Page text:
Mr Brooks (horse)
|Breeder||Mrs J R Rossdale|
Richard Hannon, Sr.
|Gladness Stakes (1991)|
Ballyogan Stakes (1991)
Concorde Stakes (1991)
July Cup (1992)
Grosser Preis von Berlin1 (1992)
Prix de l'Abbaye de Longchamp (1992)
|European Champion Sprinter (1992)|
European Champion Older Horse (1992)
|Last updated on 27 December 2006|
Mr Brooks (7 April 1987 – 31 October 1992) was a Thoroughbred racehorse who was bred in the United Kingdom and trained in both Ireland and England in a career that lasted from 1989 to 1992. A specialist sprinter, he was posthumously awarded the titles of European Champion Sprinter and European Champion Older Horse at the Cartier Racing Awards
Mr Brooks was bred in the United Kingdom by Mrs J R Rossdale. He was by some way the best son of his sire, the Australian-bred Blazing Saddles, and the only racehorse of any consequence produced by his dam Double Finesse. His only notable relative was the Champion Two-Year-Old First Trump, a son of his half-sister Valika He was named after Mel Brooks who wrote and directed the film Blazing Saddles after which Mr Brooks' sire was named. He was first trained in Ireland by his original owner Kevin Connolly, and then by Jim Bolger, for whose stable he won several important Irish sprint races. His greatest success came after he was transferred to the Wiltshire stable of Richard Hannon, Sr. in early 1992.
Mr Brooks won his only start as a two-year-old, taking a maiden race at Leopardstown by six lengths.
As a three-year-old he was campaigned at the highest level, over distances ranging from five furlongs to one and a half miles, but failed to win in five starts, including the 2,000 Guineas in which he finished fifth, and the Derby in which he came last of the eighteen starters behind Quest For Fame.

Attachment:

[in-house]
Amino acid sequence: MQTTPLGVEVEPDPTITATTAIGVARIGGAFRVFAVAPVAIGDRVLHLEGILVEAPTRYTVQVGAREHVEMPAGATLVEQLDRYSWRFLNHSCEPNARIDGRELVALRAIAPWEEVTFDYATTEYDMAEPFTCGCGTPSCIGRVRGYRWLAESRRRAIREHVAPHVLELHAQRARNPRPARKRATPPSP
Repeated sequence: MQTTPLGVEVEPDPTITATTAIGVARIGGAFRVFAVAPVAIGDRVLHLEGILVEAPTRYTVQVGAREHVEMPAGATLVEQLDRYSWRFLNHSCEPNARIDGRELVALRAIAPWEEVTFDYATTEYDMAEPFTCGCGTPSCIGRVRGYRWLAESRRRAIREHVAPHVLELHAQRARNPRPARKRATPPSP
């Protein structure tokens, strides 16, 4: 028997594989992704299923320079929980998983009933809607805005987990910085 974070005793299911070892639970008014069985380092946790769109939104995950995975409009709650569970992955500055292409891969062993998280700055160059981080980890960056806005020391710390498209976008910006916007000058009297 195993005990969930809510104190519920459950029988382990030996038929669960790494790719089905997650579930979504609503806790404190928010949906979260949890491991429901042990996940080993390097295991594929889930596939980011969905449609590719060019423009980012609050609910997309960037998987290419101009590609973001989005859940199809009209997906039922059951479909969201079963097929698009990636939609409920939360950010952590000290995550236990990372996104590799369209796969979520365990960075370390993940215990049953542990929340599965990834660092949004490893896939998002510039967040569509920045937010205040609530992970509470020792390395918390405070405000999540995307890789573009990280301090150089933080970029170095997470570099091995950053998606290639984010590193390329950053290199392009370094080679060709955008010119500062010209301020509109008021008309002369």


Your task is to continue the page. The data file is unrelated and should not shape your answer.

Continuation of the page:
From the age of four, Mr Brooks was aimed at sprint distances, and proved more successful, finishing either first or second in fourteen of his remaining sixteen races. In 1991, racing exclusively in Ireland, he won three Group races, starting with a win over the good English filly Aldbourne in the Group III Gladness Stakes in April. In June he won the Group III Ballyogan Stakes at Leopardstown and the Group III Concorde Stakes at Tipperary ten days later. In all his races in 1990 and 1991, he was ridden by Pat Shanahan.
His championship year of 1992 began with a win in a Listed race at Tipperary, before he was sent to pursue his career in England where Lester Piggott became his new regular jockey. He established himself among the British sprinters with a second place behind Shalfoed the Duke of York Stakes and was then sent to Royal Ascot for the King's Stand Stakes (then a Group Two race). The race proved highly competitive, with seven horse finishing within one and a half lengths, but Mr Brooks ran on strongly under pressure to take second place behind the Breeders' Cup Sprint winner and reigning Champion Sprinter Sheikh Albadou.
He was then sent for the Group One July Cup at Newmarket, which was expected to be dominated by Shalford and Sheikh Albadou. Starting at 16-1 he was held up in the early stages before being moved up to contest the lead close home and win by a head from Pursuit of Love with Sheikh Albadou a neck away in third. Although he had appeared to be struggling at one stage, Piggott explained that he had always been confident."He was hanging a bit on the ground... but I was always on their heels and knew he would pick up when I asked." It was Piggott's tenth win in the race, achieved at the age of 56.
For his next start, Mr Brooks traveled to Germany to win the Grosser Preis von Berlin1 at Hoppegarten from the French colt Monde Bleu  Returning to England he finished second to his stablemate, the European Champion Two-Year-Old Filly Lyric Fantasy in the Nunthorpe Stakes, again beating Sheikh Albadou and Shalford. By this time he was regarded as one of Europe's "top sprinters", particularly over six furlongs and a bid for the Breeders' Cup was being considered. On his next start he was matched with Sheikh Albadou for the fourth time in five races in the Haydock Sprint Cup and this time finished second to his rival, beaten two and a half lengths. Sent to Paris for the Prix de l'Abbaye de Longchamp, he returned to his very best form, taking the lead two furlongs out and pulling away to beat Keen Hunter "easily".